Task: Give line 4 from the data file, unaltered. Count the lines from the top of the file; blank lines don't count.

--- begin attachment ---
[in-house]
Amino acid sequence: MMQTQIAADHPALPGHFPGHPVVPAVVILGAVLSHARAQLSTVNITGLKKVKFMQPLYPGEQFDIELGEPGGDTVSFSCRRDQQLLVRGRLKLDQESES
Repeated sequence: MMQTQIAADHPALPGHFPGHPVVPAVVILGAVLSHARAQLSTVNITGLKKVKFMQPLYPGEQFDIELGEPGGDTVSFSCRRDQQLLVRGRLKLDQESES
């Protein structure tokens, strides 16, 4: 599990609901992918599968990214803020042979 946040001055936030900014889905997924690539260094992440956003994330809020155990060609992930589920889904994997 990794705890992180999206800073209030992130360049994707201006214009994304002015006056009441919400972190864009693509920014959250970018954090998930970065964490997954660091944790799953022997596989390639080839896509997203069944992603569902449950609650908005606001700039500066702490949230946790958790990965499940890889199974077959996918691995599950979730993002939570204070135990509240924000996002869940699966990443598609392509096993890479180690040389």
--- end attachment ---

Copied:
């Protein structure tokens, strides 16, 4: 599990609901992918599968990214803020042979 946040001055936030900014889905997924690539260094992440956003994330809020155990060609992930589920889904994997 990794705890992180999206800073209030992130360049994707201006214009994304002015006056009441919400972190864009693509920014959250970018954090998930970065964490997954660091944790799953022997596989390639080839896509997203069944992603569902449950609650908005606001700039500066702490949230946790958790990965499940890889199974077959996918691995599950979730993002939570204070135990509240924000996002869940699966990443598609392509096993890479180690040389």